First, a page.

The recent scandal involving former PM Scott Morrison has shown that he is still a threat to our democracy even out of the top job, writes Paul Begley.
FORMER PRIME MINISTER Scott Morrison ostensibly made three claims during his press conference last Wednesday and in his Facebook rant that followed: he had assumed extra ministerial portfolios because the pandemic demanded it; he only exercised the extra authority on one occasion; and he will not be walking away from his seat of Cook despite telling Margaret Court’s evangelicals in Perth that they should not place any trust in government.
In reality, he pulled a routine confidence trick. He maximised confusion by creating the fantasy of himself as a misunderstood knight on a white charger in a crisis and an unappreciated victim of his carping critics who stood sullenly on the shore while he was heroically active at the helm during an unforgiving pandemic.
Autocrats typically use a crisis to amass dictatorial power. Regardless of who lit the 1933 Reichstag fire, it was the crisis that led the former soldier and war hero President Paul Von Hindenburg to events in which he naively appointed the Nazi leader Hitler as Chancellor in 1934 with powers under an Enabling Act allowing him to make and enforce laws without recourse to the German Parliament.
While Prime Minister Albanese decides what to do with advice from the Solicitor General, it’s worth reflecting on where it leaves Australian voters three months after the Election. Apart from Morrison’s audacity in seeking advice from the then Attorney-General, Christian Porter, in 2020, on a mechanism to allow him to insert himself into the Health Ministers’ portfolio area of responsibility, Morrison employed the mechanism at least four more times without the affected minister knowing and without the excuse of a pandemic to justify the manoeuvre.
Apart from Porter, the Governor-General had to be in on the scheme as the official who swears in ministers. General David Hurley has declared he was not responsible for Morrison keeping secret what they had done, yet Hurley’s diaries reveal detailed entries on ribbon cutting and dog show attendances while being silent on swearing in the PM on all occasions.
Prime Minister Albanese will need to decide what, if anything, to do about the Governor-General’s behaviour. He might decide to stand above the fray and do nothing.
One thing the PM will have to face up to is what to do about the former Prime Minister who is stubbornly declaring he has a backbench seat and is not moving from it.
Fortunately, the PM has already acted on a related area connected to what has transpired by appointing Glyn Davis as Secretary of the Department of Prime Minister and Cabinet. A former university vice chancellor and distinguished scholar, Davis knows that the department he leads is the principal caretaker of government instruments of power. His responsibility is to serve the Prime Minister by offering him wise advice at arm’s length.
Chris Wallace made the salient point that the PM&C Secretary’s job from time to time will be to say “No, Minister!”
Morrison had appointed Davis’s predecessor, Phil Gaetjens, from among his ranks of loyal “yes men” and during that time, it’s safe to say the PM&C Secretary served the Prime Minister’s personal whims; he did not serve the nation. The fact that Gaetjens resigned his post on 22 May was an indication that he did not see himself as having any role in a government that was not led by the person of Scott Morrison.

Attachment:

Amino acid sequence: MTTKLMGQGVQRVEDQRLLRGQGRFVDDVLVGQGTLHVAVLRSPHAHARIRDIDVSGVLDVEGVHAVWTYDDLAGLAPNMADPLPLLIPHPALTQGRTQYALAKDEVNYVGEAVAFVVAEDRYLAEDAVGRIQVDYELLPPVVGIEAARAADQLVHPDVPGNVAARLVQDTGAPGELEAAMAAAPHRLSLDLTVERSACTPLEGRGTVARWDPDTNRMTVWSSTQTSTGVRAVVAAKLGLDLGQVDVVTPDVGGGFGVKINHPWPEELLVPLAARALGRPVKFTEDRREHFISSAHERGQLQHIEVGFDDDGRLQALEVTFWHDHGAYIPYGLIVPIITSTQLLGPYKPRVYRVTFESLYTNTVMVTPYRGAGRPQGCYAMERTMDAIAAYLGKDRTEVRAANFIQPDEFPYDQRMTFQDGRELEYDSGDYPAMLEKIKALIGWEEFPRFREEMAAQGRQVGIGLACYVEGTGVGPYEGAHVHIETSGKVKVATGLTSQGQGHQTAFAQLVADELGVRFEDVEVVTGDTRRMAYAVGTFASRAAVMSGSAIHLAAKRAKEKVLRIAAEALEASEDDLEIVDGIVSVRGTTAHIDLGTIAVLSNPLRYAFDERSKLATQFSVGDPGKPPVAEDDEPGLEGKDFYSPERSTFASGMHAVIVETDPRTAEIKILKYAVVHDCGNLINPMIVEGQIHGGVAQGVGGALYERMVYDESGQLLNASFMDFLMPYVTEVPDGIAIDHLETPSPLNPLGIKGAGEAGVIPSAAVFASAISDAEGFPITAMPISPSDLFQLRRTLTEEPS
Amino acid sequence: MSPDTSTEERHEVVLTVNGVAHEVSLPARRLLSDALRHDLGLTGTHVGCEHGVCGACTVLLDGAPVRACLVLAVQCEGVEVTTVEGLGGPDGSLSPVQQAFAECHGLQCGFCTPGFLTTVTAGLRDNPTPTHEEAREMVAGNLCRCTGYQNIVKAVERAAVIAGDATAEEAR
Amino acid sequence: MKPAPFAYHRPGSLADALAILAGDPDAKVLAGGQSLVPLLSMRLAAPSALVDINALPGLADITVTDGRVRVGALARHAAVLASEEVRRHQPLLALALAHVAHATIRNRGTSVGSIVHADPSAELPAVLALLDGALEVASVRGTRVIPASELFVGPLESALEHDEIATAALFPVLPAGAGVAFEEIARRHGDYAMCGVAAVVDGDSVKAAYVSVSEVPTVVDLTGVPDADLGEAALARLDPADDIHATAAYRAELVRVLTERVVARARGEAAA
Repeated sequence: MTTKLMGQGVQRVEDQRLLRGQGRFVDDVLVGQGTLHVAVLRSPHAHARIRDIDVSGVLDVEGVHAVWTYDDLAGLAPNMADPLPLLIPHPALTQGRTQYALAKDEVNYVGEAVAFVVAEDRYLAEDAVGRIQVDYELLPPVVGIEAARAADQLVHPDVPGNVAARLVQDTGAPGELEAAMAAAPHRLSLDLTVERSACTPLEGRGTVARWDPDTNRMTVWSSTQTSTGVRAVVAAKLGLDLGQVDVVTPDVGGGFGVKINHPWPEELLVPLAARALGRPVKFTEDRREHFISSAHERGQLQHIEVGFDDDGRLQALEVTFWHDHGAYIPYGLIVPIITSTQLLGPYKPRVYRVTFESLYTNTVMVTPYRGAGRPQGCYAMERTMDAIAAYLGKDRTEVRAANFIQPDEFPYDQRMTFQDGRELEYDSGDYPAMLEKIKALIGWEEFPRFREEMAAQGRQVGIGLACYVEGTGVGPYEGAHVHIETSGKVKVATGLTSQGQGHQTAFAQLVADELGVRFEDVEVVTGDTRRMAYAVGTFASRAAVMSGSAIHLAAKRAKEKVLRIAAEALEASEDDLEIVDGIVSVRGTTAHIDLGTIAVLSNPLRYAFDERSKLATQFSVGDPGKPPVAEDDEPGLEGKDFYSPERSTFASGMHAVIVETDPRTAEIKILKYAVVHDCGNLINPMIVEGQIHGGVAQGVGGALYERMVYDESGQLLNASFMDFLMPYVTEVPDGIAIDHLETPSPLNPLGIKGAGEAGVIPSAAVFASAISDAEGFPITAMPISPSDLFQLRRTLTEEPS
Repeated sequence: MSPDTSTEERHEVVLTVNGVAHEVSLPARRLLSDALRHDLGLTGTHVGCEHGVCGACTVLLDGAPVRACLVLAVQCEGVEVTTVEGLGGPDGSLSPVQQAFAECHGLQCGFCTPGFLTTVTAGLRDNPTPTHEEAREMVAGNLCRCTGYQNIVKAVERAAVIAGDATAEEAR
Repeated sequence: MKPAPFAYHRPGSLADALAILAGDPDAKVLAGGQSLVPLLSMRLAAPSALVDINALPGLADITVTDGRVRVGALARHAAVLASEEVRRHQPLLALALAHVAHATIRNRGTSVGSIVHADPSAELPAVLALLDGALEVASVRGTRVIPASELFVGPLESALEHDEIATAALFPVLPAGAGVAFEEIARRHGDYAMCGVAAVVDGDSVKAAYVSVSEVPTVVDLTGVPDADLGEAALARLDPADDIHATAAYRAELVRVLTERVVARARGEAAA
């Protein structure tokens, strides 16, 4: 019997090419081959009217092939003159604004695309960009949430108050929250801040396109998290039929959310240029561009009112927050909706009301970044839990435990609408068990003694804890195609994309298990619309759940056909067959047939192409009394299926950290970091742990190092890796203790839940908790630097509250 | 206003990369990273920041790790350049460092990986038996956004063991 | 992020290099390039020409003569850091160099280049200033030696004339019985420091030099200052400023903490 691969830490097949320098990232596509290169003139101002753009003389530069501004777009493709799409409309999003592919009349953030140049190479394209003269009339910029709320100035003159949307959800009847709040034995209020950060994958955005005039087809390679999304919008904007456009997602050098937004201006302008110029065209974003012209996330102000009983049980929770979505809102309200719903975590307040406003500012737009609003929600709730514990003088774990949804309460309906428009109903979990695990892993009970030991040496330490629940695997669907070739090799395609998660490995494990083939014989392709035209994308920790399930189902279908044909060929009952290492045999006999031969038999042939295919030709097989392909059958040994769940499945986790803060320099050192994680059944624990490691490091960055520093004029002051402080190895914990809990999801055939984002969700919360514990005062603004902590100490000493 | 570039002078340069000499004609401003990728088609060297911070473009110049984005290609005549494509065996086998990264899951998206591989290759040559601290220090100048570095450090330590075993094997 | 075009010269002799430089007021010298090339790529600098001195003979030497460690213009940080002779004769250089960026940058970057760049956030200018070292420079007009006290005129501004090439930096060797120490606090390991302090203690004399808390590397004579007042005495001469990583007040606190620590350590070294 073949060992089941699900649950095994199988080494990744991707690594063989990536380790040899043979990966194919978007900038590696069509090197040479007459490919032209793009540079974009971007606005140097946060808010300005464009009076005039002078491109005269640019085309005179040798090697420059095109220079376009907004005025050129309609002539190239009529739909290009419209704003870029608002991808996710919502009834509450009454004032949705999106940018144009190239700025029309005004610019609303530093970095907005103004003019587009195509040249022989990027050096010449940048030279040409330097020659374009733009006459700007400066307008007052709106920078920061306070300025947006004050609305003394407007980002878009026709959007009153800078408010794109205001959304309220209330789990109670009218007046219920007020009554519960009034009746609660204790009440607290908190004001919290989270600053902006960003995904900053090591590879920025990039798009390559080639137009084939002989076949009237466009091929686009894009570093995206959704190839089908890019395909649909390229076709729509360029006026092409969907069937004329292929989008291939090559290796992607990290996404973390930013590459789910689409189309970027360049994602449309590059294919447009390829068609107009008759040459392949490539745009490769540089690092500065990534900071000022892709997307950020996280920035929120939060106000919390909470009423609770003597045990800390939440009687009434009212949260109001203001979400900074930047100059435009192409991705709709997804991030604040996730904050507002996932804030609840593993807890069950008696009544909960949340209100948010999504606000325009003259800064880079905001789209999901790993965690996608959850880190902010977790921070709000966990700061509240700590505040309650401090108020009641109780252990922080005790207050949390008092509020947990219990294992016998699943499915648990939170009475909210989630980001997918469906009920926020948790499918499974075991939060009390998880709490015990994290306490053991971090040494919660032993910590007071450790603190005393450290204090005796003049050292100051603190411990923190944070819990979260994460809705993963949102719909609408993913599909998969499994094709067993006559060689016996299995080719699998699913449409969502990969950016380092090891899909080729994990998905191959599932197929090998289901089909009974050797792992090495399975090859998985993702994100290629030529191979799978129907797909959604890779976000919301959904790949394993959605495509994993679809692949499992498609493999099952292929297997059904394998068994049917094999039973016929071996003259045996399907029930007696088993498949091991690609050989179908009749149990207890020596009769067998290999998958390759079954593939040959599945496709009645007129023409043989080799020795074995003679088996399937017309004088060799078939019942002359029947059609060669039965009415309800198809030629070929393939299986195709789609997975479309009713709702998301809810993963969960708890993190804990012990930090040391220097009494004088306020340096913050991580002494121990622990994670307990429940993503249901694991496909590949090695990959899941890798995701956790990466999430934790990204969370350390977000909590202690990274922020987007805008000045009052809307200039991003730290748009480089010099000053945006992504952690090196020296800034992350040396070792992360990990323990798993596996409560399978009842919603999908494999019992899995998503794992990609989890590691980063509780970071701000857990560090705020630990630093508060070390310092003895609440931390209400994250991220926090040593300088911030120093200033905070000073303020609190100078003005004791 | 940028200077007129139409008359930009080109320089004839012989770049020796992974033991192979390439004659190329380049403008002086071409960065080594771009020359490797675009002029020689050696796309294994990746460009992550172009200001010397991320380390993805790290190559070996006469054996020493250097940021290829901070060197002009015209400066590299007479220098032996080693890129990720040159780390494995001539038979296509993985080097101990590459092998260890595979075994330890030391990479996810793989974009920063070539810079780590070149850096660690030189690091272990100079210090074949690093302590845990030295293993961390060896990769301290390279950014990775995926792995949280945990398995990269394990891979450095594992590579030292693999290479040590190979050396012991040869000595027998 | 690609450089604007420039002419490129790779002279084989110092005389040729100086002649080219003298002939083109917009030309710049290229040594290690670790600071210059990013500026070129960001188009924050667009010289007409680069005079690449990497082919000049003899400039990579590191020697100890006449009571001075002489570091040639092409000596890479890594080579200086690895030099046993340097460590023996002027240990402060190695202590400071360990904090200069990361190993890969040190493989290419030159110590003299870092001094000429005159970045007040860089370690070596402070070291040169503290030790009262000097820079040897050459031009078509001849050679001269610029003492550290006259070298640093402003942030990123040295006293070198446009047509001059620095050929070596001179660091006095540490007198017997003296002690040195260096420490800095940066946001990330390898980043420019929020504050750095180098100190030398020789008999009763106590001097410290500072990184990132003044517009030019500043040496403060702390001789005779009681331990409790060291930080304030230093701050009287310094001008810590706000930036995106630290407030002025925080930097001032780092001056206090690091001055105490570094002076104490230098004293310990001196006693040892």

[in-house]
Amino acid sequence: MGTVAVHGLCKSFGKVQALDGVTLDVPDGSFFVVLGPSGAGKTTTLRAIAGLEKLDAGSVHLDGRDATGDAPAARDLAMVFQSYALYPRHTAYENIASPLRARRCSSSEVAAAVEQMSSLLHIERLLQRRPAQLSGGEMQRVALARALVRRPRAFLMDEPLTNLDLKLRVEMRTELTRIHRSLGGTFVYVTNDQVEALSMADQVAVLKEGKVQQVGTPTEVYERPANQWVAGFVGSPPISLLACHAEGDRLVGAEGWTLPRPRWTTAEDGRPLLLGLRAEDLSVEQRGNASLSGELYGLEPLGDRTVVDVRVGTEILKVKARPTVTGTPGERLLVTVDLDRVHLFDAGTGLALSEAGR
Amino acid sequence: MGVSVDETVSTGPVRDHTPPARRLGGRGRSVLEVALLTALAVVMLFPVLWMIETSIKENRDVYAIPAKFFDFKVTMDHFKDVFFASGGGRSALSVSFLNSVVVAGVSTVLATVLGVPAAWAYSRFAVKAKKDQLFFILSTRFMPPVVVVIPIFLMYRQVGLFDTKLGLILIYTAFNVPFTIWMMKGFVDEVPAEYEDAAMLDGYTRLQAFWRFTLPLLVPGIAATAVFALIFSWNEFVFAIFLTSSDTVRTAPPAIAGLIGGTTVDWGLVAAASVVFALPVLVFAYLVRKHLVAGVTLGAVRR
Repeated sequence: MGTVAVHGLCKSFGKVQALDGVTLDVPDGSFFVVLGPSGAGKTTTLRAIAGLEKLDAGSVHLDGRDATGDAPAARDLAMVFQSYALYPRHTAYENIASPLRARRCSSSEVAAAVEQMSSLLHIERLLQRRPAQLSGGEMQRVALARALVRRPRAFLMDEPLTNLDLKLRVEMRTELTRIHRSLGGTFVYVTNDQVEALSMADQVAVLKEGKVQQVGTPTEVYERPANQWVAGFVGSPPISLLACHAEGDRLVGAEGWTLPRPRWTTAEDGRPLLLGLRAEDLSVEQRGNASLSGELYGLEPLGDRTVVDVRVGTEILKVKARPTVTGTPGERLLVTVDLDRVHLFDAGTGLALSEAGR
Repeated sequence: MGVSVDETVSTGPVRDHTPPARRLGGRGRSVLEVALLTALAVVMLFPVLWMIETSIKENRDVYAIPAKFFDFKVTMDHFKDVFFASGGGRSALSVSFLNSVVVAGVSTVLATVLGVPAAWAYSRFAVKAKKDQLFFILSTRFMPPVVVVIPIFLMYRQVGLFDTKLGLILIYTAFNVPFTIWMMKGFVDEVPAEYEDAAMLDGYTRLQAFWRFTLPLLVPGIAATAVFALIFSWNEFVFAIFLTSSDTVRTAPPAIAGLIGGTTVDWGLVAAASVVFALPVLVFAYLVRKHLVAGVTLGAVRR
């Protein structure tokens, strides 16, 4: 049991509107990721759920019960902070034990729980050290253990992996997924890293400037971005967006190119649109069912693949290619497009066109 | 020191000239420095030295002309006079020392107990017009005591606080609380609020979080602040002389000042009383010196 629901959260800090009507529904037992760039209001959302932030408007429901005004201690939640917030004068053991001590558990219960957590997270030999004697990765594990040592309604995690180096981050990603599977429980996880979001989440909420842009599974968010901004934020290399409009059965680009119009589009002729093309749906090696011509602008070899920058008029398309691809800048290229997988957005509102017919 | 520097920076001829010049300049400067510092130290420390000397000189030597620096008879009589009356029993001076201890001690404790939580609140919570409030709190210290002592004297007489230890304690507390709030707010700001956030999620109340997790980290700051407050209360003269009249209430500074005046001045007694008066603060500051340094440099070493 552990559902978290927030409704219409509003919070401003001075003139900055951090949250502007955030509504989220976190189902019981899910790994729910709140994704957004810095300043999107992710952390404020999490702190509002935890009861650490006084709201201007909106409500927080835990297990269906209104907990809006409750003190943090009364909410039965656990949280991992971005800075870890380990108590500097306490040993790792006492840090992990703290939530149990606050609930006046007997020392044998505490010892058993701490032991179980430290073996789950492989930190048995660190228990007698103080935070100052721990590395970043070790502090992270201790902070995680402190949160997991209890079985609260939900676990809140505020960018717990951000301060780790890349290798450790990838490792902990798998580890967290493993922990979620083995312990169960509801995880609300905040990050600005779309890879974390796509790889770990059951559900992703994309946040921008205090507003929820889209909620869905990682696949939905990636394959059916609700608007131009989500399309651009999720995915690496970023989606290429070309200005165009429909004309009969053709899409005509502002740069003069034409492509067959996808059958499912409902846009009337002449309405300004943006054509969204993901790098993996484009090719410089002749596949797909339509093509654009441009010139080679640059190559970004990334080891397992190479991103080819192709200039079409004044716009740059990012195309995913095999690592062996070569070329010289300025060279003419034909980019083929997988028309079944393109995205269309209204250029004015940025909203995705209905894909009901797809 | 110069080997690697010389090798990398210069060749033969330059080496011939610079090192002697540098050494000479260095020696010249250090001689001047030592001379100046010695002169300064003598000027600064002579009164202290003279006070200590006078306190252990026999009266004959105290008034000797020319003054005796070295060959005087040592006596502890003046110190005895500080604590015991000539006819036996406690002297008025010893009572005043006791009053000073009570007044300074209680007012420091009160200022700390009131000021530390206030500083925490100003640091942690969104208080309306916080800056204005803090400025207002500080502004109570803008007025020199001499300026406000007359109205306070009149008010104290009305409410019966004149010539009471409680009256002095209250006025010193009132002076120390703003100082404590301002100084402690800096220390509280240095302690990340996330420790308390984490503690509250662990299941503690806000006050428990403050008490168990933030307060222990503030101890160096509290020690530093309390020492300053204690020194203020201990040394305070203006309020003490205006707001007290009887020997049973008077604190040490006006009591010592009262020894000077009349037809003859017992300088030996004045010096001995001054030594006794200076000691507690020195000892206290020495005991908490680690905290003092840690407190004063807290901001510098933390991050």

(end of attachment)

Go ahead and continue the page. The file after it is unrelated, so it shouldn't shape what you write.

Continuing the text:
Under Gaetjens’s public service leadership, the ship of state was adrift. His swift departure was a silent but eloquent admission of unpardonable neglect.
There are those who now say Mr Morrison should be left alone to eke out his time as a forgettable backbencher. Others are insisting he must go and former Home Affairs Minister Karen Andrews is not the only one saying that. How it comes about remains to be seen but it is clearly the right course.
Labor Party loyalists who say he will just damage the Liberal Party so let him stay and do that, are not only cynical but mistaken in their judgement. Morrison may be a person of mediocre talents with few redeeming attributes, but he is also a person who has made his way in life by being perpetually underrated. He is not the “quiet Australian” he declared himself to be last week. He may have no interest in the worthy citizens of Cook but has a longstanding interest in attracting attention and turning it to his advantage among like-minded colleagues and supporters, in much the same way as Donald Trump does in the U.S.
On paper, Morrison has been a nobody for three months, yet he has occupied headline space across the nation for the past two weeks. If he remains in Parliament, he will continue to be a chaotic flashpoint for whatever will get him a headline and the collateral damage will not be confined to the Liberal Party. In the end, Attorney-General Mark Dreyfus will create an anti-corruption commission to which Morrison should be answerable, but in the interim, he must be jettisoned from public life.
Paul Begley has worked for many years in public affairs roles, until recently as General Manager of Government and Media Relations with the Australian HR Institute. You can follow Paul on Twitter @yelgeb.
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